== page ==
In the ethical debate, appreciation for minors’ involvement in clinical trials and for children’s autonomy is evident, but it has to be combined with parental and social moral duty to protect them. At the European level, there are discrepancies in hard law and soft law regarding the risk/benefit balance and the importance of child’s objection. Minors’ assent seems to be mandatory to carry out clinical trials, but there is no agreement about the age to provide a valid assent. The assent’s importance grows in relation to minor’s age and risk associated with clinical trials, but there are differences concerning age limits, age ranges and circumstances to consider (e.g. direct benefit for involved subjects).
It also seems that ethical documents seldom provide in depth examination of consent or assent procedures in paediatric clinical trials, nor recommendations about the way to assess the comprehension of information.
Ethical documents rarely focus on gender considerations in informed consent to clinical trials; there are no gender-tailored methods and procedures, in terms of effective communication strategies meant to improve the informed consent process.
However, particular attention is devoted to the changing physiologal condition of women: namely, raising awareness on safety methods and devising special sections within consent forms with inclusion/exclusion criteria relating to fertile/pregnant/breastfeeding women. There is often consideration for cultural or social aspects, which may lead to specific gender vulnerabilities, but these observations are not translated into specific tailored procedures to be implemented in the informed consent process.
There are a number of social and cultural aspects, which may challenge the notion of autonomy and generate vulnerabilities in the informed consent process, some of which are also directly linked to gender issues: in the context of research participation, women living in a social context of patriarchal authority, having a low literacy level, may adopt a passive behaviour with regard to enrolment procedures or not seek interaction with researchers in case of insufficient understanding of the study development. These women are particularly vulnerable, beyond their hesitancy or inability to ask questions, also because they may suffer negligence or harm due to their submission to authority, and have a cultural tendency to deny or tolerate pain and suffering.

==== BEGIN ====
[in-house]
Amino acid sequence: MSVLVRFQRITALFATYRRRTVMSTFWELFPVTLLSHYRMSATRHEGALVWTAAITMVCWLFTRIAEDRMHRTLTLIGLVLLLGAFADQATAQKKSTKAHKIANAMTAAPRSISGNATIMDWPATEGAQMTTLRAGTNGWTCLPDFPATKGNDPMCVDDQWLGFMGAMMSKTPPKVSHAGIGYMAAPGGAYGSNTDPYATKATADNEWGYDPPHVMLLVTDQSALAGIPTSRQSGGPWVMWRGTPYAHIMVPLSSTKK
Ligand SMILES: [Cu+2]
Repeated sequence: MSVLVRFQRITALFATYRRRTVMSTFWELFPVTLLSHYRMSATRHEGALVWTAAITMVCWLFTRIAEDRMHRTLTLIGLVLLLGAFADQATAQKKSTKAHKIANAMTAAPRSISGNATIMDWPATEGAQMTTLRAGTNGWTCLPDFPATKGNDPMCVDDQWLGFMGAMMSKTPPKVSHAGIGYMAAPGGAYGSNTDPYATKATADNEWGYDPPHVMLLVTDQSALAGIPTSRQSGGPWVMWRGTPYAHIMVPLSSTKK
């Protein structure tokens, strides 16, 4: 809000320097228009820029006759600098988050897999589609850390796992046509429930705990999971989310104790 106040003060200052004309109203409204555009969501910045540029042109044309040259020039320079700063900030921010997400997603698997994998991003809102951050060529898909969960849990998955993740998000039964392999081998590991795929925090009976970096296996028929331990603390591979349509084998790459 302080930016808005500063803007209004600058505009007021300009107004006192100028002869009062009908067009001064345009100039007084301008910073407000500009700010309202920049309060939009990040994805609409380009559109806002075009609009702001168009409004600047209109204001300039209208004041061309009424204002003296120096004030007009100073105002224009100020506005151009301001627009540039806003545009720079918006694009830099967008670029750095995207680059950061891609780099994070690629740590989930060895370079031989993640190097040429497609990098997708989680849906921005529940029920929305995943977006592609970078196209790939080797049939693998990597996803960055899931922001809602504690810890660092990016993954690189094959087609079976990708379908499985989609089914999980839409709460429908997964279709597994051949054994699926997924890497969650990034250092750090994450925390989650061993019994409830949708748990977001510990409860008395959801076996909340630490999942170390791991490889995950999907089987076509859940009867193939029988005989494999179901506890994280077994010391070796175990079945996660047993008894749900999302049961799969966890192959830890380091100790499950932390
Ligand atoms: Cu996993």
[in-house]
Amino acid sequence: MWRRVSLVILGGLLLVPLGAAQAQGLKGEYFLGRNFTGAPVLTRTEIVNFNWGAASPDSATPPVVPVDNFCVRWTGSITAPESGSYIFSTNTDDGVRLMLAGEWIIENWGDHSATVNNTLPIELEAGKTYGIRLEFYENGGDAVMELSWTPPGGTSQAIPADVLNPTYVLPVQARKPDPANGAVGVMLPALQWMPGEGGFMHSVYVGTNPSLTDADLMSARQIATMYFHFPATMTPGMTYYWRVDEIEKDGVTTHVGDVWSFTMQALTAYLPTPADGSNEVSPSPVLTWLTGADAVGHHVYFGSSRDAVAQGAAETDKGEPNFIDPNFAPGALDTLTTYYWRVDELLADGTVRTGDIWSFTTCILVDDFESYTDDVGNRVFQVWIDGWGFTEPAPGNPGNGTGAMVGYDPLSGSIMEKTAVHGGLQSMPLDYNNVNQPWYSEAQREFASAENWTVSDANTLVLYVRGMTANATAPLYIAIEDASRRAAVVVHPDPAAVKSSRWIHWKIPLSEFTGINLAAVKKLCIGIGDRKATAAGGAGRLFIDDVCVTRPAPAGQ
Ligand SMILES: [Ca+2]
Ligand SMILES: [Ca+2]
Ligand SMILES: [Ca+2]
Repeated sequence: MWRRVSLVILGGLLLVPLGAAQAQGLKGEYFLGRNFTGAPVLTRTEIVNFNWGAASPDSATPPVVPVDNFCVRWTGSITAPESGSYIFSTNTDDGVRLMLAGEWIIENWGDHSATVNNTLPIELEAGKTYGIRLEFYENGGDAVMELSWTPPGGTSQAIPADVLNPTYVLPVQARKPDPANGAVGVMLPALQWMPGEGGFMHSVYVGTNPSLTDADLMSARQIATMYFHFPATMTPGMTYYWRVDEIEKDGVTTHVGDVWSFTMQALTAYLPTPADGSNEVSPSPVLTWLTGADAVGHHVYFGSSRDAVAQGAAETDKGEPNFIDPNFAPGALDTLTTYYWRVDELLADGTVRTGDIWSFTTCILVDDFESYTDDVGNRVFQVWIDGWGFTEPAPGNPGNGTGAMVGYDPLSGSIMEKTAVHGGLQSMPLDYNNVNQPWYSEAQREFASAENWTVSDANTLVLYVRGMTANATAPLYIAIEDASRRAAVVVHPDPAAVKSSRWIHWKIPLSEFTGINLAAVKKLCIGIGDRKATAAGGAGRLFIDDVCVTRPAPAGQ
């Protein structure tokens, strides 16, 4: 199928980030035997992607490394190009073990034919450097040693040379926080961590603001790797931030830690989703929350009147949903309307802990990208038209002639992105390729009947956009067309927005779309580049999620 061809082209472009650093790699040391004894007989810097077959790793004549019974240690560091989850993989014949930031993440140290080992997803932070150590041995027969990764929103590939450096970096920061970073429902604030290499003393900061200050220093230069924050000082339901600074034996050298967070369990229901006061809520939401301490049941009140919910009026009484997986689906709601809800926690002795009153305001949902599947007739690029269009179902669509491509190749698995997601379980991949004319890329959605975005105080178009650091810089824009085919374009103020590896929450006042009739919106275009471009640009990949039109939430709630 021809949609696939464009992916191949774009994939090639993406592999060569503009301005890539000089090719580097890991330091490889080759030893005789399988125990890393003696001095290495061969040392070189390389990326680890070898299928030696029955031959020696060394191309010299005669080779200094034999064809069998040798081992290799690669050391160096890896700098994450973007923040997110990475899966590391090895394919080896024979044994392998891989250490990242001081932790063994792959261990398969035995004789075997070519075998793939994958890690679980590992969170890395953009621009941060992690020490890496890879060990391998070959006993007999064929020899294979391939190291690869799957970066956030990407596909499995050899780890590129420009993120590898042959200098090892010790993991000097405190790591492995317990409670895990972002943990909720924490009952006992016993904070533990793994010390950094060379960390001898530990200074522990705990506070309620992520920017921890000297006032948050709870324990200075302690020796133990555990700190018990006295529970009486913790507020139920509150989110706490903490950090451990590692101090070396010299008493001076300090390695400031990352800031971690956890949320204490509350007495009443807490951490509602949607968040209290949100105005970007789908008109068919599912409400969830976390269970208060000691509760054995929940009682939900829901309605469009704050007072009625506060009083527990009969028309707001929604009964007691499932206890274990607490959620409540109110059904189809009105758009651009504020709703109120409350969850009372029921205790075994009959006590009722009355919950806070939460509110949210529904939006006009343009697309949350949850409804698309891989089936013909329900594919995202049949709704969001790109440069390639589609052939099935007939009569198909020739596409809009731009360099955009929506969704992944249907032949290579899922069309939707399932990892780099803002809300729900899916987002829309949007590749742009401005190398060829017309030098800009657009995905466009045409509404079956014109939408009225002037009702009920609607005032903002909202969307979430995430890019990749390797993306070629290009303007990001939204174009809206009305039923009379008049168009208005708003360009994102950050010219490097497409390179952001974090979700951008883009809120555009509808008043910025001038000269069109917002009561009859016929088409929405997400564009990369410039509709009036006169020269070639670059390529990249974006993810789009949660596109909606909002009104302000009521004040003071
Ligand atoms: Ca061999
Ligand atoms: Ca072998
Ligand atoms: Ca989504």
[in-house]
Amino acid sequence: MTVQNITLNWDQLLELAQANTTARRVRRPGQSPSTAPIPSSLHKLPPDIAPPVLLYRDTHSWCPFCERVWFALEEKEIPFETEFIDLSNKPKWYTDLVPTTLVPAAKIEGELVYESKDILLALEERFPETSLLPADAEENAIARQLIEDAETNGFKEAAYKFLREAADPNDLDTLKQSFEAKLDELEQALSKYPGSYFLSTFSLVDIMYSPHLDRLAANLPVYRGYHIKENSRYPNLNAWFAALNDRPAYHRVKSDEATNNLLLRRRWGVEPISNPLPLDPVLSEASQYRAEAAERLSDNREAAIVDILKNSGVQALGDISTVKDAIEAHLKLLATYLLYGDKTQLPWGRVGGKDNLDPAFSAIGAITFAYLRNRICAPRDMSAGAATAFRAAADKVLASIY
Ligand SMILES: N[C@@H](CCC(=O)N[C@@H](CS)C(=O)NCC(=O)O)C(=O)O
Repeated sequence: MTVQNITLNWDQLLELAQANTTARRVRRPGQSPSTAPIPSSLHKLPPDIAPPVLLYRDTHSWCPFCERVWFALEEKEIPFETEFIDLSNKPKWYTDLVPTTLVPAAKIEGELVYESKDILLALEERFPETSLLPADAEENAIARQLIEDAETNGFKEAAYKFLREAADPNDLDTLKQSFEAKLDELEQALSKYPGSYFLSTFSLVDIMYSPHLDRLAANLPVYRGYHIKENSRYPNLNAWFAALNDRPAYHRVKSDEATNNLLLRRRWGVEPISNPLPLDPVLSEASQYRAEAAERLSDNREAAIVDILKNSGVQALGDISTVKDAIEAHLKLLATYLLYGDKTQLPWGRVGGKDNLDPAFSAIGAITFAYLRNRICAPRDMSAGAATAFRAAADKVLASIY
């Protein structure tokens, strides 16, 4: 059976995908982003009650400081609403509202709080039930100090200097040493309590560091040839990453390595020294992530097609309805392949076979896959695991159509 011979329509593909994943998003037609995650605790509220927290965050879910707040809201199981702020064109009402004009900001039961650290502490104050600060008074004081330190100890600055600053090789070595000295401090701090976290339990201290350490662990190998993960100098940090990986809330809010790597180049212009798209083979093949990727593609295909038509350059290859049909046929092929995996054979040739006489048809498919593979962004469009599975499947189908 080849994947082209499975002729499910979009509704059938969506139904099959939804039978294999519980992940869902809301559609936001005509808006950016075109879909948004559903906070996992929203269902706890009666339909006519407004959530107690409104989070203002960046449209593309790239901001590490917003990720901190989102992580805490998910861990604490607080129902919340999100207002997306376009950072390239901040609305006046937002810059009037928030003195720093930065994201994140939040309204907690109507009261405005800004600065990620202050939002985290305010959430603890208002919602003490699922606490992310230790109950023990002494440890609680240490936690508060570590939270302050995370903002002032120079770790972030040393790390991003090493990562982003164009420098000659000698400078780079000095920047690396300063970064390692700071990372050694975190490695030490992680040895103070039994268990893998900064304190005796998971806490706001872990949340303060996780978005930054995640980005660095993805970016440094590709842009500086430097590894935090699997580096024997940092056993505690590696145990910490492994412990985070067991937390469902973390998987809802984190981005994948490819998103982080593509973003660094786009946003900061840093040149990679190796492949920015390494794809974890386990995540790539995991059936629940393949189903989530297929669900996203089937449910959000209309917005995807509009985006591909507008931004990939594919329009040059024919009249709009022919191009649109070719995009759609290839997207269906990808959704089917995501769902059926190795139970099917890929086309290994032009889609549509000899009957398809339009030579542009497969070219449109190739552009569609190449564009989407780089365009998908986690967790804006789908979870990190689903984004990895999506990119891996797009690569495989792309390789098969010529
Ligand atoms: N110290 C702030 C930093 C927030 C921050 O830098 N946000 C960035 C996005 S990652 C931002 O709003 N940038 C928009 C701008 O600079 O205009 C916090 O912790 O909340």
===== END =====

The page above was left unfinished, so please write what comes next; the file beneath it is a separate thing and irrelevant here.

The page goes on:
More specifically, there are cultural contexts where the community dimension may coerce women into participating or not participating in clinical trials, affecting their freedom to decide; particularly, there are a number of circumstances in which they could be vulnerable in research, such as studies with female sex workers, trafficked women, refugees and asylum seekers. Therefore, it is essential to put in place effective communication strategies to adequately assess the degree of voluntariness involved in the woman’s decision.
“It is essential to put in place effective communication strategies to adequately assess the degree of voluntariness involved in the woman’s decision.”
An appropriate awareness of these social and cultural factors is of paramount importance for informed consent. Hence, the investigator should exercise special care in handling the consent process to ensure adequate time and a proper environment – also relying on cultural intermediation – in which a decision to participate can be made.